Lupus nephritis is a severe and potentially life-threatening disorder of the kidneys. Lupus nephritis is a complication of systemic lupus erythematosus (SLE), an autoimmune disease where a person's own immune system attacks healthy cells and organs.1 An estimated 1.5 million Americans are affected by lupus, with approximately 70 percent of cases representing SLE.1,3 Up to 60 percent of people with SLE will develop lupus nephritis, and up to 25 percent of people with the condition develop end-stage renal disease.1,2 Lupus nephritis overwhelmingly impacts women, particularly young women of color. About 90 percent of those diagnosed are women, and African-American, Hispanic, Native American and Asian-American women are two to three times more likely than Caucasian women to get lupus.3,4 Currently, there is no cure for lupus or lupus nephritis.4

About Gazyva

Gazyva is an engineered monoclonal antibody designed to attach to CD20, a protein found only on certain types of B-cells. It is thought to work by attacking targeted cells both directly and together with the body's immune system. In the United States, Gazyva is part of a collaboration between Genentech and Biogen. Combination studies investigating Gazyva with other approved or investigational medicines, including cancer immunotherapies and small molecule inhibitors, are underway across a range of blood cancers.

Gazyva Indications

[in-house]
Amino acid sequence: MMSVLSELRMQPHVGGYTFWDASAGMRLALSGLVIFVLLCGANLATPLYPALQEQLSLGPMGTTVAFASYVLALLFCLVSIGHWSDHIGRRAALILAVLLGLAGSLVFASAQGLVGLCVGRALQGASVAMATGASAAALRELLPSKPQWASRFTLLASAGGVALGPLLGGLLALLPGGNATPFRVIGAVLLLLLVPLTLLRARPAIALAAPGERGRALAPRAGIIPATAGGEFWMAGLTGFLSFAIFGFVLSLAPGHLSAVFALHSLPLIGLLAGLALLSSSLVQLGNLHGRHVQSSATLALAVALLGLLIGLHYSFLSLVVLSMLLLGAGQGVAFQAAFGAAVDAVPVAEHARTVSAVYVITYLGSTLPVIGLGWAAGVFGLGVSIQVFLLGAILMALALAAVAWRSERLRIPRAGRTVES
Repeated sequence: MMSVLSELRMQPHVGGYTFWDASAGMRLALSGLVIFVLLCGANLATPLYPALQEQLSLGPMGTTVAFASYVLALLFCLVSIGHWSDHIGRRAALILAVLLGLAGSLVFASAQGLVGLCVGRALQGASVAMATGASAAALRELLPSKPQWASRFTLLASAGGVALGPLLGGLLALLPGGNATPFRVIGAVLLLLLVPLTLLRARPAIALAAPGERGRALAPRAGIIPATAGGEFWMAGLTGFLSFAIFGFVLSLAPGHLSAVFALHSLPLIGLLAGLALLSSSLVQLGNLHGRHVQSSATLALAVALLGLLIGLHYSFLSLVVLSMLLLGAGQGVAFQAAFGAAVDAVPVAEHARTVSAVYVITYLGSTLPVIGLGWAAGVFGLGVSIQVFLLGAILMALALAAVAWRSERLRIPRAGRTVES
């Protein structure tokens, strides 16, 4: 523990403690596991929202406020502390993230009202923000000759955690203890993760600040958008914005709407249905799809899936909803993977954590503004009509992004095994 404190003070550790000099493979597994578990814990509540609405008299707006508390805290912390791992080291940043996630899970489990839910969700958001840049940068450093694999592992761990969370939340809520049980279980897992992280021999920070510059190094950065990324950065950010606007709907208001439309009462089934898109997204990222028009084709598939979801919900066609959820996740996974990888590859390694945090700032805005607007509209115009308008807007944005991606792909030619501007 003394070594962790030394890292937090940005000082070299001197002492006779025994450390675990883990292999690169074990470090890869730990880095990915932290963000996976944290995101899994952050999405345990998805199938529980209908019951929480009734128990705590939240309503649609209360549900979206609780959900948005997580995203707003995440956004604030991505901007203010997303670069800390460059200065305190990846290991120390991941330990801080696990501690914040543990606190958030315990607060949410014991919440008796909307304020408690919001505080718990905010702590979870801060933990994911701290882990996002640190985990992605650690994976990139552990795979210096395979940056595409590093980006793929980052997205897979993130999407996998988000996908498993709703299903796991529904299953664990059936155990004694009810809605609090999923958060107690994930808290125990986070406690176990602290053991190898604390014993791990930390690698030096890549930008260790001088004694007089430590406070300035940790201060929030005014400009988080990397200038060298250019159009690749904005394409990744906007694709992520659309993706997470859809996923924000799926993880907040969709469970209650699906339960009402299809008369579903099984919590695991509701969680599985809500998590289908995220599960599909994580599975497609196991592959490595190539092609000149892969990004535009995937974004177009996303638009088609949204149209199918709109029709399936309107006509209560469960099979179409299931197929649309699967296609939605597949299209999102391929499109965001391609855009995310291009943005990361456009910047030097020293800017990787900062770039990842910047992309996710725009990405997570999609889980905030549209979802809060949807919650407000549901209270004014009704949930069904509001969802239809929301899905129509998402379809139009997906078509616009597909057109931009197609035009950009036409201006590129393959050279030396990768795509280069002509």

Gazyva® (obinutuzumab) is a prescription medicine used:

  • With the chemotherapy drug, chlorambucil, to treat chronic lymphocytic leukemia (CLL) in adults who have not had previous CLL treatment.
  • With the chemotherapy drug, bendamustine, followed by Gazyva alone for follicular lymphoma (FL) in adults who did not respond to a rituximab-containing regimen, or whose FL returned after such treatment.
  • With chemotherapy, followed by Gazyva alone in those who responded, to treat stage II bulky, III, or IV FL in adults who have not had previous FL treatment.

Important Safety Information

The most important safety information patients should know about Gazyva

Patients must tell their doctor right away about any side effect they experience. Gazyva can cause side effects that can become serious or life threatening, including:

  • Hepatitis B Virus (HBV): Hepatitis B can cause liver failure and death. If the patient has a history of hepatitis B infection, Gazyva could cause it to return. Patients should not receive Gazyva if they have active hepatitis B liver disease. The patient’s doctor or healthcare team will need to screen them for hepatitis B before, and monitor the patient for hepatitis during and after, their treatment with Gazyva. Sometimes this will require treatment for hepatitis B. Symptoms of hepatitis include: worsening of fatigue and yellow discoloration of skin or eyes
  • Progressive Multifocal Leukoencephalopathy (PML): PML is a rare and serious brain infection caused by a virus. PML can be fatal. The patient’s weakened immune system could put them at risk. The patient’s doctor will watch for symptoms. Symptoms of PML include: confusion, difficulty talking or walking, dizziness or loss of balance, and vision problems

Who should not receive Gazyva:

Patients should NOT receive Gazyva if they have had an allergic reaction (e.g., anaphylaxis or serum sickness) to Gazyva. Patients must tell their healthcare provider if they have had an allergic reaction to obinutuzumab or any other ingredients in Gazyva in the past.

Additional possible serious side effects of Gazyva: